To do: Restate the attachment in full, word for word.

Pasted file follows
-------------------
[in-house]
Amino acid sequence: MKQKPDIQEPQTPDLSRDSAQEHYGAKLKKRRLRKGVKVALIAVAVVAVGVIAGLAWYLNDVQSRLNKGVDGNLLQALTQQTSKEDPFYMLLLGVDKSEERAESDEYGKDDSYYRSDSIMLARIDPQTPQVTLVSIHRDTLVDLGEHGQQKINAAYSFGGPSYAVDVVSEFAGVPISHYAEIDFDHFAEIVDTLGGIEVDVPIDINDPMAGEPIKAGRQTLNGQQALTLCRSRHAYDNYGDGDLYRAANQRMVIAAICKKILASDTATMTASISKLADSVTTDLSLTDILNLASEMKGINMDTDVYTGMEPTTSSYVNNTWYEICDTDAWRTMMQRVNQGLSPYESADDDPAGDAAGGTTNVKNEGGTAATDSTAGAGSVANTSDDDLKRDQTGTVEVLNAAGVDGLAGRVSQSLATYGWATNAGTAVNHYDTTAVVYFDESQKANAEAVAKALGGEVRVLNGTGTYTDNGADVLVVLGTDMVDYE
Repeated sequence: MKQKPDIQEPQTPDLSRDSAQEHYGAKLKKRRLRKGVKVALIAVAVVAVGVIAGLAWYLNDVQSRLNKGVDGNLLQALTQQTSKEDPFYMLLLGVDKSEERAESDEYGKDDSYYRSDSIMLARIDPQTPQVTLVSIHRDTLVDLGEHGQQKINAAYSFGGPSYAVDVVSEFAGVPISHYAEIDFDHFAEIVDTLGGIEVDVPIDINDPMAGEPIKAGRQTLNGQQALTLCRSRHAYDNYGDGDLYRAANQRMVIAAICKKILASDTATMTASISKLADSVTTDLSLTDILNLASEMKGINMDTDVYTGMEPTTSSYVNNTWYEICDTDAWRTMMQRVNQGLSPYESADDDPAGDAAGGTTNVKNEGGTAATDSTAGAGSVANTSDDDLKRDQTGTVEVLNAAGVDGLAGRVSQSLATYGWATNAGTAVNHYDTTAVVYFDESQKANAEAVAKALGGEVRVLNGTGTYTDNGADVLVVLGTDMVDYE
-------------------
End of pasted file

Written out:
[in-house]
Amino acid sequence: MKQKPDIQEPQTPDLSRDSAQEHYGAKLKKRRLRKGVKVALIAVAVVAVGVIAGLAWYLNDVQSRLNKGVDGNLLQALTQQTSKEDPFYMLLLGVDKSEERAESDEYGKDDSYYRSDSIMLARIDPQTPQVTLVSIHRDTLVDLGEHGQQKINAAYSFGGPSYAVDVVSEFAGVPISHYAEIDFDHFAEIVDTLGGIEVDVPIDINDPMAGEPIKAGRQTLNGQQALTLCRSRHAYDNYGDGDLYRAANQRMVIAAICKKILASDTATMTASISKLADSVTTDLSLTDILNLASEMKGINMDTDVYTGMEPTTSSYVNNTWYEICDTDAWRTMMQRVNQGLSPYESADDDPAGDAAGGTTNVKNEGGTAATDSTAGAGSVANTSDDDLKRDQTGTVEVLNAAGVDGLAGRVSQSLATYGWATNAGTAVNHYDTTAVVYFDESQKANAEAVAKALGGEVRVLNGTGTYTDNGADVLVVLGTDMVDYE
Repeated sequence: MKQKPDIQEPQTPDLSRDSAQEHYGAKLKKRRLRKGVKVALIAVAVVAVGVIAGLAWYLNDVQSRLNKGVDGNLLQALTQQTSKEDPFYMLLLGVDKSEERAESDEYGKDDSYYRSDSIMLARIDPQTPQVTLVSIHRDTLVDLGEHGQQKINAAYSFGGPSYAVDVVSEFAGVPISHYAEIDFDHFAEIVDTLGGIEVDVPIDINDPMAGEPIKAGRQTLNGQQALTLCRSRHAYDNYGDGDLYRAANQRMVIAAICKKILASDTATMTASISKLADSVTTDLSLTDILNLASEMKGINMDTDVYTGMEPTTSSYVNNTWYEICDTDAWRTMMQRVNQGLSPYESADDDPAGDAAGGTTNVKNEGGTAATDSTAGAGSVANTSDDDLKRDQTGTVEVLNAAGVDGLAGRVSQSLATYGWATNAGTAVNHYDTTAVVYFDESQKANAEAVAKALGGEVRVLNGTGTYTDNGADVLVVLGTDMVDYE